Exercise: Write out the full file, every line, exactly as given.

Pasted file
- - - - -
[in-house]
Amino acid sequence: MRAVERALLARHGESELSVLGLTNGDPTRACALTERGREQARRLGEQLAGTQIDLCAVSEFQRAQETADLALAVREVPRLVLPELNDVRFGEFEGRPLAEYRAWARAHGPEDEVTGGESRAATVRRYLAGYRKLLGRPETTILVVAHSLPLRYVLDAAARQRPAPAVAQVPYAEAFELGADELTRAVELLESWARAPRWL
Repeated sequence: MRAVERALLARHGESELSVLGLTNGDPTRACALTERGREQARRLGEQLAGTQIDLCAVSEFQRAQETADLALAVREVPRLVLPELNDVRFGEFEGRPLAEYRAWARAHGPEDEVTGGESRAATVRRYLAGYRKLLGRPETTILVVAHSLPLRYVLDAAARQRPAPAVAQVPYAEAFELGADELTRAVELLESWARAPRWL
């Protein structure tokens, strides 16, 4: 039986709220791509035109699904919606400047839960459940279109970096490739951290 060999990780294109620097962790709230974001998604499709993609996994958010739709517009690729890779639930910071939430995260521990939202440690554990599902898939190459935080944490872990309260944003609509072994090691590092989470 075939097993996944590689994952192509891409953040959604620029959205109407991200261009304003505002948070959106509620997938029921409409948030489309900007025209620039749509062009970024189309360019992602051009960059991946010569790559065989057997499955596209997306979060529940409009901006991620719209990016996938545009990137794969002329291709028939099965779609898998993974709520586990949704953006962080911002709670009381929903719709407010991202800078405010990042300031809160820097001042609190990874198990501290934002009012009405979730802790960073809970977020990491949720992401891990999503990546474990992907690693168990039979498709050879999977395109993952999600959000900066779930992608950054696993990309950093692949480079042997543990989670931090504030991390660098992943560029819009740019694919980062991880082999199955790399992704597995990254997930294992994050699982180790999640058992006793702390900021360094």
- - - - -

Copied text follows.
[in-house]
Amino acid sequence: MRAVERALLARHGESELSVLGLTNGDPTRACALTERGREQARRLGEQLAGTQIDLCAVSEFQRAQETADLALAVREVPRLVLPELNDVRFGEFEGRPLAEYRAWARAHGPEDEVTGGESRAATVRRYLAGYRKLLGRPETTILVVAHSLPLRYVLDAAARQRPAPAVAQVPYAEAFELGADELTRAVELLESWARAPRWL
Repeated sequence: MRAVERALLARHGESELSVLGLTNGDPTRACALTERGREQARRLGEQLAGTQIDLCAVSEFQRAQETADLALAVREVPRLVLPELNDVRFGEFEGRPLAEYRAWARAHGPEDEVTGGESRAATVRRYLAGYRKLLGRPETTILVVAHSLPLRYVLDAAARQRPAPAVAQVPYAEAFELGADELTRAVELLESWARAPRWL
């Protein structure tokens, strides 16, 4: 039986709220791509035109699904919606400047839960459940279109970096490739951290 060999990780294109620097962790709230974001998604499709993609996994958010739709517009690729890779639930910071939430995260521990939202440690554990599902898939190459935080944490872990309260944003609509072994090691590092989470 075939097993996944590689994952192509891409953040959604620029959205109407991200261009304003505002948070959106509620997938029921409409948030489309900007025209620039749509062009970024189309360019992602051009960059991946010569790559065989057997499955596209997306979060529940409009901006991620719209990016996938545009990137794969002329291709028939099965779609898998993974709520586990949704953006962080911002709670009381929903719709407010991202800078405010990042300031809160820097001042609190990874198990501290934002009012009405979730802790960073809970977020990491949720992401891990999503990546474990992907690693168990039979498709050879999977395109993952999600959000900066779930992608950054696993990309950093692949480079042997543990989670931090504030991390660098992943560029819009740019694919980062991880082999199955790399992704597995990254997930294992994050699982180790999640058992006793702390900021360094």